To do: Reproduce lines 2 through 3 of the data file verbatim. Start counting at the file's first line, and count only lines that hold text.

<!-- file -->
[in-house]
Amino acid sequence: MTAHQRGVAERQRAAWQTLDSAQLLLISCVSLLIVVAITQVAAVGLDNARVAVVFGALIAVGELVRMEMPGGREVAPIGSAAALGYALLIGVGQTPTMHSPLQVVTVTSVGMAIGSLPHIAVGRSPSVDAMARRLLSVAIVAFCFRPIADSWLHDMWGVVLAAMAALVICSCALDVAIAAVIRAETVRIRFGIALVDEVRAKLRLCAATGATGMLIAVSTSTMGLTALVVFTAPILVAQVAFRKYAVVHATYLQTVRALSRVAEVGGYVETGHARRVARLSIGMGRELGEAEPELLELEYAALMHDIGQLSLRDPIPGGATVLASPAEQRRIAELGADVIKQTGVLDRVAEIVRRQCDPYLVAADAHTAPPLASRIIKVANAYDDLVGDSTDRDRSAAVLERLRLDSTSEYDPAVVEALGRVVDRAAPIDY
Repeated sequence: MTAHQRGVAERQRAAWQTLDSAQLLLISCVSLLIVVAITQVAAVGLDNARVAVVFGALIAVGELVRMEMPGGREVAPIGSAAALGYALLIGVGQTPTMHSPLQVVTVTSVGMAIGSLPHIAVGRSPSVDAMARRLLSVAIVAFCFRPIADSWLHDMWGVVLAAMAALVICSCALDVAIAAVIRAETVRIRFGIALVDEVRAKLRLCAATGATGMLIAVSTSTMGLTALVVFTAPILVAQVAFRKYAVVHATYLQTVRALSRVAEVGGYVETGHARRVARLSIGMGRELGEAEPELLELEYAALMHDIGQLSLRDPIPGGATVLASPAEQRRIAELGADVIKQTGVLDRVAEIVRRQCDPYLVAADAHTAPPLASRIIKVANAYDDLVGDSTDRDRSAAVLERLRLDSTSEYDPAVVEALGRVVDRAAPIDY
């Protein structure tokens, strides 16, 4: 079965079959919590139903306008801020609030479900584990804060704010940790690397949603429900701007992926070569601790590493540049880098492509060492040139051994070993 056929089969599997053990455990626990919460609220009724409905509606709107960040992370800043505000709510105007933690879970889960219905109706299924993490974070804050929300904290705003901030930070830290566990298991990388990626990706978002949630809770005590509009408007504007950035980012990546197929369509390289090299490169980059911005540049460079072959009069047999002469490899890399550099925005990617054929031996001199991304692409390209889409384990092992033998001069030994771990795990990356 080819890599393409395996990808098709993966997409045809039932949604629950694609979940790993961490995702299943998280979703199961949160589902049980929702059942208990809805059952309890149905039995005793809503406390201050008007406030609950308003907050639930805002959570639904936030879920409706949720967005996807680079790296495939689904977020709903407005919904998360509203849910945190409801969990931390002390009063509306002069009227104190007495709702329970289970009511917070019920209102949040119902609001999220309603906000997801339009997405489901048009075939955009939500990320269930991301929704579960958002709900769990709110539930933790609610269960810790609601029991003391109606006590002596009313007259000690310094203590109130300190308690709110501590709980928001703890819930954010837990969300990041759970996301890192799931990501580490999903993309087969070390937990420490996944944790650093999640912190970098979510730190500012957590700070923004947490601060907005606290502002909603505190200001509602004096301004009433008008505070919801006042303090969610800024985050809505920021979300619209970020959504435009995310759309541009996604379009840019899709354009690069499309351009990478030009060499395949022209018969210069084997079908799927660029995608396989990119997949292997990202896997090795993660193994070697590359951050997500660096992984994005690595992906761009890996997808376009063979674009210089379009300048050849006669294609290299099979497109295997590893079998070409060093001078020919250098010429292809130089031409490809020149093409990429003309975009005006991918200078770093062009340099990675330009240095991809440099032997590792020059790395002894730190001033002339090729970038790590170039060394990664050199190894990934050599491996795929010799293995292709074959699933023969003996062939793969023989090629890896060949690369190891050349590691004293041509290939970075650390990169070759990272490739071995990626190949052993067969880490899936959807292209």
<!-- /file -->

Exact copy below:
Amino acid sequence: MTAHQRGVAERQRAAWQTLDSAQLLLISCVSLLIVVAITQVAAVGLDNARVAVVFGALIAVGELVRMEMPGGREVAPIGSAAALGYALLIGVGQTPTMHSPLQVVTVTSVGMAIGSLPHIAVGRSPSVDAMARRLLSVAIVAFCFRPIADSWLHDMWGVVLAAMAALVICSCALDVAIAAVIRAETVRIRFGIALVDEVRAKLRLCAATGATGMLIAVSTSTMGLTALVVFTAPILVAQVAFRKYAVVHATYLQTVRALSRVAEVGGYVETGHARRVARLSIGMGRELGEAEPELLELEYAALMHDIGQLSLRDPIPGGATVLASPAEQRRIAELGADVIKQTGVLDRVAEIVRRQCDPYLVAADAHTAPPLASRIIKVANAYDDLVGDSTDRDRSAAVLERLRLDSTSEYDPAVVEALGRVVDRAAPIDY
Repeated sequence: MTAHQRGVAERQRAAWQTLDSAQLLLISCVSLLIVVAITQVAAVGLDNARVAVVFGALIAVGELVRMEMPGGREVAPIGSAAALGYALLIGVGQTPTMHSPLQVVTVTSVGMAIGSLPHIAVGRSPSVDAMARRLLSVAIVAFCFRPIADSWLHDMWGVVLAAMAALVICSCALDVAIAAVIRAETVRIRFGIALVDEVRAKLRLCAATGATGMLIAVSTSTMGLTALVVFTAPILVAQVAFRKYAVVHATYLQTVRALSRVAEVGGYVETGHARRVARLSIGMGRELGEAEPELLELEYAALMHDIGQLSLRDPIPGGATVLASPAEQRRIAELGADVIKQTGVLDRVAEIVRRQCDPYLVAADAHTAPPLASRIIKVANAYDDLVGDSTDRDRSAAVLERLRLDSTSEYDPAVVEALGRVVDRAAPIDY